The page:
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transport the drug, but none was licensed when sales began. >> because we passed the law so fast or implemented it so fast we didn't have a distributor up and running and it's a long story, but -- >> reporter: or a cannabis conundrum. nevada's department of taxation issued a statement of emergency, warning the industry could grind to a halt, putting an expected $60 million in tax revenue over the next two years in jeopardy. >> that revenue is in the budget, and we need to make sure that the processes are in place to get it in. >> reporter: this week, state officials met to try and hash out a solution. they passed emergency regulations to expand who can apply for distribution licenses. two alcohol wholesalers have already been approved, though some dispensaries worry that's still not enough. >> we have 40-plus dispensaries in town that are in the same position that we're in, and so from a business perspective, obviously it's not a good place to be, when you don't have the product to sell to customers. >> reporter: call it growing pains, in a budding industry, as sin city goes to pot. gabe gutierrez, nbc news, las vegas. it is summer.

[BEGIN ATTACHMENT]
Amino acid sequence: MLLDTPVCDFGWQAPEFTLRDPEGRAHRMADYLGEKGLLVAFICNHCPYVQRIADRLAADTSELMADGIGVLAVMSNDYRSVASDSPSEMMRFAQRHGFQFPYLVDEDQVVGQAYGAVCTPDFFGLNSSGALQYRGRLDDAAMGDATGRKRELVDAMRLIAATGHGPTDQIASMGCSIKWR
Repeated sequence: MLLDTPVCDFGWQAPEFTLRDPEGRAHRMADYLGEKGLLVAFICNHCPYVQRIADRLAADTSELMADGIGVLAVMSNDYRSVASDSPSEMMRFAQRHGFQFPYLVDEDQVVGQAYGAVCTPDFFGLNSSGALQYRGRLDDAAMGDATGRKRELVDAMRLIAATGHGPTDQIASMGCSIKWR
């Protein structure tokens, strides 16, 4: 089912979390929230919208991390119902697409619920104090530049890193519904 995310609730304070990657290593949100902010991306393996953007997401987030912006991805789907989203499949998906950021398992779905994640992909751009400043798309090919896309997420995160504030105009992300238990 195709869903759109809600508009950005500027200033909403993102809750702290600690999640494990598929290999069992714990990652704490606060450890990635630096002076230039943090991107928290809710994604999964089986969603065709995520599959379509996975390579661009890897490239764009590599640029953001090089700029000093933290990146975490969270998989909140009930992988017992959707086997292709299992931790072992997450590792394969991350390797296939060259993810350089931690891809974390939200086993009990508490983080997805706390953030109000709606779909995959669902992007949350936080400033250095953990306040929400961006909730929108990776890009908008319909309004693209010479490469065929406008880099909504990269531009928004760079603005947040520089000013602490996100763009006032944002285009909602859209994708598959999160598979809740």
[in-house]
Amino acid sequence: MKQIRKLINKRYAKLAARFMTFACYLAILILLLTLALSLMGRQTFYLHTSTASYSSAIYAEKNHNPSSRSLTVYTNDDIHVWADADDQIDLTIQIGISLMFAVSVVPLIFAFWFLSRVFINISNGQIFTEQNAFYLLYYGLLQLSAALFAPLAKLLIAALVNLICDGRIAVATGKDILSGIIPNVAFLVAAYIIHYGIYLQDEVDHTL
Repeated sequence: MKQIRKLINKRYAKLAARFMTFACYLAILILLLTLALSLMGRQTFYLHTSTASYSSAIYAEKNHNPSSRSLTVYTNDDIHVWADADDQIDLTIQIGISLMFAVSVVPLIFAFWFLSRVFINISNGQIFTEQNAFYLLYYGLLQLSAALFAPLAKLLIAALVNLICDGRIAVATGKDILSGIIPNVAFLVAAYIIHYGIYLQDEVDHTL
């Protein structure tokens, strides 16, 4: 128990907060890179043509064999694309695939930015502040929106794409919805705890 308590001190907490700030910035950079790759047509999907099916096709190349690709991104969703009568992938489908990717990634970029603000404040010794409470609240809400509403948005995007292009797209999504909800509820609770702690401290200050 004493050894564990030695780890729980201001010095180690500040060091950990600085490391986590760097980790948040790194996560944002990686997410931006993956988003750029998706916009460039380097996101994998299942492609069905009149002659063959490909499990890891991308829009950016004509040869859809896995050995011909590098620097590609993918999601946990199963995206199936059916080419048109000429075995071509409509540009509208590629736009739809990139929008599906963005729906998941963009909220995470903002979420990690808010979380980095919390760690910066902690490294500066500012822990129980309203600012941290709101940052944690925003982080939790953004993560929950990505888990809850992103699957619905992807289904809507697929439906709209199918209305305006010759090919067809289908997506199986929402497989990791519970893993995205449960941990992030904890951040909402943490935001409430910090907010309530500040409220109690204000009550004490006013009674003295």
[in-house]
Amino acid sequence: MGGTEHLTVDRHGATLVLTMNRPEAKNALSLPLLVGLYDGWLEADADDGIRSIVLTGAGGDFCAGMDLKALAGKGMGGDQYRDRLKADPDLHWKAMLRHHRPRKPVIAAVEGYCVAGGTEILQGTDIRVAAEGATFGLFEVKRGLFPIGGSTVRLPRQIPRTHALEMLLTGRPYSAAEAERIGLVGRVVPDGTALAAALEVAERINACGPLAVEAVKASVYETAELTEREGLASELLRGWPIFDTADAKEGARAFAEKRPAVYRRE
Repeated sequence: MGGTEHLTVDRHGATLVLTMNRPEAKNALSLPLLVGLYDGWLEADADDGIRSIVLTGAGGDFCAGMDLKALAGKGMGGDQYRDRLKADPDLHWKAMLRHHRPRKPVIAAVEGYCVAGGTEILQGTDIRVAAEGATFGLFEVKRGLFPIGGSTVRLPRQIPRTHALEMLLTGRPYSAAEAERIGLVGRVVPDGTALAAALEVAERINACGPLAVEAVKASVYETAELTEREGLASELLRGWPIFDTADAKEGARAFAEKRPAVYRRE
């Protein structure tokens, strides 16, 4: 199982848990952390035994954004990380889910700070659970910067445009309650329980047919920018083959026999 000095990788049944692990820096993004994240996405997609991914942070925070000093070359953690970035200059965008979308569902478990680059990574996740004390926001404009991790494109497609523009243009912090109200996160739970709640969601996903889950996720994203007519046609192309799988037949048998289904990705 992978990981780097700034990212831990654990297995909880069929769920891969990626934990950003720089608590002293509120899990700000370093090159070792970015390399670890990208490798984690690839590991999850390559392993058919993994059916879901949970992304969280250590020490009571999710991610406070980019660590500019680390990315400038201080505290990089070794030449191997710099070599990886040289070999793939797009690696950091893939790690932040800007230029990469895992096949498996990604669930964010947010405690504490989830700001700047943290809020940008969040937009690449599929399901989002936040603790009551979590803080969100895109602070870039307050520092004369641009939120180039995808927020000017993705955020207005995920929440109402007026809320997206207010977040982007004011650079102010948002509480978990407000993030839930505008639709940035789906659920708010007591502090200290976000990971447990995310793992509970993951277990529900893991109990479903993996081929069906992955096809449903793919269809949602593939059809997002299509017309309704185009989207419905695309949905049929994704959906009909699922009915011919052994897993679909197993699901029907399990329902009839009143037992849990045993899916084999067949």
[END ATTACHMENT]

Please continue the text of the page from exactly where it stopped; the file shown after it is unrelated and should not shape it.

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it is grill season, and you've heard the phrase before, where's the beef? and if you've ever bitten into a veggie burger, you may have asked that as well. well, science is truly an incredible thing. the quest to engineer a juicier, meat-like veggie alternative at your barbecue may soon be complete. it's called the impossible burger. here's jo ling kent. >> reporter: the idea has been around for decades, replace that juicy burger with something a bit healthier. veggie patties with a mix of beans and mushrooms, meant to replace the beef patty but never to replicate it and that's about to change, thanks to startup impossible foods, which is using science to create a 100% vegetable-based burger that tastes and bleeds like the real thing. looks like blood. >> yes. >> reporter: but it's not. >> it's entirely from yeast, purified protein.